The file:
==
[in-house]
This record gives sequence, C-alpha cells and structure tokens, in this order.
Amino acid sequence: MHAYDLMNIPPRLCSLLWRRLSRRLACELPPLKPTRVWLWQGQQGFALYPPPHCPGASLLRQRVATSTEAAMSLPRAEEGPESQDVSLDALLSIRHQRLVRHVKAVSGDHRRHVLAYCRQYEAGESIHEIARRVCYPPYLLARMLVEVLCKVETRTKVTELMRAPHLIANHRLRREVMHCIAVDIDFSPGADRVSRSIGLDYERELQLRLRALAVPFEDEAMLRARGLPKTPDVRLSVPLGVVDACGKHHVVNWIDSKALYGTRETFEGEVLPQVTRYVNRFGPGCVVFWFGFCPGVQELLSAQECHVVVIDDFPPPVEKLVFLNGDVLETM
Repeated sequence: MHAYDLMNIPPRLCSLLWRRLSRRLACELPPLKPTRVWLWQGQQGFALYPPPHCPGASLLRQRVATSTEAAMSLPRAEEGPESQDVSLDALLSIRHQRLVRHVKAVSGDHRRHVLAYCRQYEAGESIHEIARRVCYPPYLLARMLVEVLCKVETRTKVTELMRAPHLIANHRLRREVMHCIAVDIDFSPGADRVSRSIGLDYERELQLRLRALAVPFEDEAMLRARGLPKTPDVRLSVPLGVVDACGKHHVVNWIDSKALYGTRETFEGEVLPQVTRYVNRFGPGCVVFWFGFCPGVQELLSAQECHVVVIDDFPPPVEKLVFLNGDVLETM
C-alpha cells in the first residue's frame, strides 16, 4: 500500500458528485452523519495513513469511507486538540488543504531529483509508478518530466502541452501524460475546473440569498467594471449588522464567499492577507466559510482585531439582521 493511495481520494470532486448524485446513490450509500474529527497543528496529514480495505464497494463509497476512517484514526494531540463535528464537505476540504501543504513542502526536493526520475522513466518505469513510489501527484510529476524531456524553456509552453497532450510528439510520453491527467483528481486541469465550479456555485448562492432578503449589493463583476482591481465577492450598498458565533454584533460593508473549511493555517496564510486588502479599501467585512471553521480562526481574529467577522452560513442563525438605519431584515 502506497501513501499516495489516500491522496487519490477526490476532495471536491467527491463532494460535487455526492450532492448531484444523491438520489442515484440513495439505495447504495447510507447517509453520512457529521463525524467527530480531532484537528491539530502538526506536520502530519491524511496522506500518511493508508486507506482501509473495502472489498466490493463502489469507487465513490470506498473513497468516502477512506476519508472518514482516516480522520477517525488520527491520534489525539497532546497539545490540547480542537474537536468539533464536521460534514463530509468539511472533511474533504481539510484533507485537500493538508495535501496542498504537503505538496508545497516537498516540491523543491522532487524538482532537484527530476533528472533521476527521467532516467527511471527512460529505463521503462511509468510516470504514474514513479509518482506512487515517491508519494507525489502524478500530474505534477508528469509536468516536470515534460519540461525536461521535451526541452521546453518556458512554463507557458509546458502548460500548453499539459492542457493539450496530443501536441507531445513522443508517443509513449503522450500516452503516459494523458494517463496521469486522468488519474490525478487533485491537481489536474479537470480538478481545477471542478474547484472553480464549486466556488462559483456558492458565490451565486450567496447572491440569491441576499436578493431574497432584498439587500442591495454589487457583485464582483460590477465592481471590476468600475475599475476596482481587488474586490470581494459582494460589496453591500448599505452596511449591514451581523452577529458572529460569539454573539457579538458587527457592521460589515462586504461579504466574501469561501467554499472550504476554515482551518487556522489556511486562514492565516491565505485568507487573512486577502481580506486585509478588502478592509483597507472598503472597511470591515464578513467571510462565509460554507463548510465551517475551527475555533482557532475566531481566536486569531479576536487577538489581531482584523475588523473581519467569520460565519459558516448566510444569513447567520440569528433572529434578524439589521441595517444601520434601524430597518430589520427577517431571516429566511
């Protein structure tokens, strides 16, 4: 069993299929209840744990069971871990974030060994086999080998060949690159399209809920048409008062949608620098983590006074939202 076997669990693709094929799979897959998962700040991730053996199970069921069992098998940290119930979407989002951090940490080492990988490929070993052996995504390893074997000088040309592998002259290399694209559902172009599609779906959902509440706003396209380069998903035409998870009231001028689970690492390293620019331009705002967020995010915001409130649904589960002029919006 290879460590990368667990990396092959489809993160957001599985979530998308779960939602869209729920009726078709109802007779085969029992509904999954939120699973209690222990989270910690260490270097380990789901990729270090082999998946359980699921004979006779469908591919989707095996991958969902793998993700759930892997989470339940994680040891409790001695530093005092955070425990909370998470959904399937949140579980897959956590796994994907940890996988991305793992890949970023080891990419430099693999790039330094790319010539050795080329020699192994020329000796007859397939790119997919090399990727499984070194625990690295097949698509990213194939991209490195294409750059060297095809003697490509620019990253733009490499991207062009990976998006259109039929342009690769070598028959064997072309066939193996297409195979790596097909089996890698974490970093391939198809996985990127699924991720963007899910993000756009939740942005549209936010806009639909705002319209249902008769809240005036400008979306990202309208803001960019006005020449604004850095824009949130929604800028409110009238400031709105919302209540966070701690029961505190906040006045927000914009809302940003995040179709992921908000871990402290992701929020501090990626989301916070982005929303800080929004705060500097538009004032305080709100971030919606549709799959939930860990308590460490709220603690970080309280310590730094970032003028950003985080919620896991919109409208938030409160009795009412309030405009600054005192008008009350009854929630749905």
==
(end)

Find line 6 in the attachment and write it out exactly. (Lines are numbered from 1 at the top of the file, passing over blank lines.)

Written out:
């Protein structure tokens, strides 16, 4: 069993299929209840744990069971871990974030060994086999080998060949690159399209809920048409008062949608620098983590006074939202 076997669990693709094929799979897959998962700040991730053996199970069921069992098998940290119930979407989002951090940490080492990988490929070993052996995504390893074997000088040309592998002259290399694209559902172009599609779906959902509440706003396209380069998903035409998870009231001028689970690492390293620019331009705002967020995010915001409130649904589960002029919006 290879460590990368667990990396092959489809993160957001599985979530998308779960939602869209729920009726078709109802007779085969029992509904999954939120699973209690222990989270910690260490270097380990789901990729270090082999998946359980699921004979006779469908591919989707095996991958969902793998993700759930892997989470339940994680040891409790001695530093005092955070425990909370998470959904399937949140579980897959956590796994994907940890996988991305793992890949970023080891990419430099693999790039330094790319010539050795080329020699192994020329000796007859397939790119997919090399990727499984070194625990690295097949698509990213194939991209490195294409750059060297095809003697490509620019990253733009490499991207062009990976998006259109039929342009690769070598028959064997072309066939193996297409195979790596097909089996890698974490970093391939198809996985990127699924991720963007899910993000756009939740942005549209936010806009639909705002319209249902008769809240005036400008979306990202309208803001960019006005020449604004850095824009949130929604800028409110009238400031709105919302209540966070701690029961505190906040006045927000914009809302940003995040179709992921908000871990402290992701929020501090990626989301916070982005929303800080929004705060500097538009004032305080709100971030919606549709799959939930860990308590460490709220603690970080309280310590730094970032003028950003985080919620896991919109409208938030409160009795009412309030405009600054005192008008009350009854929630749905």